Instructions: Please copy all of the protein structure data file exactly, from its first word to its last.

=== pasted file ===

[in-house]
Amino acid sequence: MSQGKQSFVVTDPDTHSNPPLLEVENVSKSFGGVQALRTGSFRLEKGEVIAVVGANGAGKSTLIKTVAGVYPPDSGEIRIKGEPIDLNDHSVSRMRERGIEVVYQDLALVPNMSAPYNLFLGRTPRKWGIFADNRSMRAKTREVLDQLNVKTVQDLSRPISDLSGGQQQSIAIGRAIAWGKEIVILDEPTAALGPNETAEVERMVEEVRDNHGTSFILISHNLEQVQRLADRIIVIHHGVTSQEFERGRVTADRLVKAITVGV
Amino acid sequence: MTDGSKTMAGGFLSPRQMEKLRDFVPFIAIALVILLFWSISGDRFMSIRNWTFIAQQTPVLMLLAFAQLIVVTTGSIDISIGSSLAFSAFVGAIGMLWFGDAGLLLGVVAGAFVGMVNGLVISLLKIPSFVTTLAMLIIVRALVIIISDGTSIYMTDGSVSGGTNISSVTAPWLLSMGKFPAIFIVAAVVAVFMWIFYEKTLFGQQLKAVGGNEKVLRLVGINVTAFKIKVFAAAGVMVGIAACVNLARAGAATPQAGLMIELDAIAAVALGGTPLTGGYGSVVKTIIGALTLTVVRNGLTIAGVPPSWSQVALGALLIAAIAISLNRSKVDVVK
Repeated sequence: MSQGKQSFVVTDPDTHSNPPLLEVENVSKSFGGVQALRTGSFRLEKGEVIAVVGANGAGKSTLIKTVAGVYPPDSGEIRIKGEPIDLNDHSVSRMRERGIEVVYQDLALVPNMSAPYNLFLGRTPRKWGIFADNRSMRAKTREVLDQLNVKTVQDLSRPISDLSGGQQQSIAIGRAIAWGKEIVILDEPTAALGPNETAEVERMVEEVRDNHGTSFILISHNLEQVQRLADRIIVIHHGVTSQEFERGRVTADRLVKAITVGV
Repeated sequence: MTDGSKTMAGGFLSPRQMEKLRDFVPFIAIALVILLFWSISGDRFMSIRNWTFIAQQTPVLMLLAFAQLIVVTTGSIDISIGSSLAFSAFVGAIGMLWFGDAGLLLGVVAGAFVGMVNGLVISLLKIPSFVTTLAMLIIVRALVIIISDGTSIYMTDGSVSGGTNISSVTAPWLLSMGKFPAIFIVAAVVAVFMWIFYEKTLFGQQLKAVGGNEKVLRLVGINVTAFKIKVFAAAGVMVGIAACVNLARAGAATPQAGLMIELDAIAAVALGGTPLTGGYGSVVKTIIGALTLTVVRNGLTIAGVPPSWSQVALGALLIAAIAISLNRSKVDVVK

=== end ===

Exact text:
[in-house]
Amino acid sequence: MSQGKQSFVVTDPDTHSNPPLLEVENVSKSFGGVQALRTGSFRLEKGEVIAVVGANGAGKSTLIKTVAGVYPPDSGEIRIKGEPIDLNDHSVSRMRERGIEVVYQDLALVPNMSAPYNLFLGRTPRKWGIFADNRSMRAKTREVLDQLNVKTVQDLSRPISDLSGGQQQSIAIGRAIAWGKEIVILDEPTAALGPNETAEVERMVEEVRDNHGTSFILISHNLEQVQRLADRIIVIHHGVTSQEFERGRVTADRLVKAITVGV
Amino acid sequence: MTDGSKTMAGGFLSPRQMEKLRDFVPFIAIALVILLFWSISGDRFMSIRNWTFIAQQTPVLMLLAFAQLIVVTTGSIDISIGSSLAFSAFVGAIGMLWFGDAGLLLGVVAGAFVGMVNGLVISLLKIPSFVTTLAMLIIVRALVIIISDGTSIYMTDGSVSGGTNISSVTAPWLLSMGKFPAIFIVAAVVAVFMWIFYEKTLFGQQLKAVGGNEKVLRLVGINVTAFKIKVFAAAGVMVGIAACVNLARAGAATPQAGLMIELDAIAAVALGGTPLTGGYGSVVKTIIGALTLTVVRNGLTIAGVPPSWSQVALGALLIAAIAISLNRSKVDVVK
Repeated sequence: MSQGKQSFVVTDPDTHSNPPLLEVENVSKSFGGVQALRTGSFRLEKGEVIAVVGANGAGKSTLIKTVAGVYPPDSGEIRIKGEPIDLNDHSVSRMRERGIEVVYQDLALVPNMSAPYNLFLGRTPRKWGIFADNRSMRAKTREVLDQLNVKTVQDLSRPISDLSGGQQQSIAIGRAIAWGKEIVILDEPTAALGPNETAEVERMVEEVRDNHGTSFILISHNLEQVQRLADRIIVIHHGVTSQEFERGRVTADRLVKAITVGV
Repeated sequence: MTDGSKTMAGGFLSPRQMEKLRDFVPFIAIALVILLFWSISGDRFMSIRNWTFIAQQTPVLMLLAFAQLIVVTTGSIDISIGSSLAFSAFVGAIGMLWFGDAGLLLGVVAGAFVGMVNGLVISLLKIPSFVTTLAMLIIVRALVIIISDGTSIYMTDGSVSGGTNISSVTAPWLLSMGKFPAIFIVAAVVAVFMWIFYEKTLFGQQLKAVGGNEKVLRLVGINVTAFKIKVFAAAGVMVGIAACVNLARAGAATPQAGLMIELDAIAAVALGGTPLTGGYGSVVKTIIGALTLTVVRNGLTIAGVPPSWSQVALGALLIAAIAISLNRSKVDVVK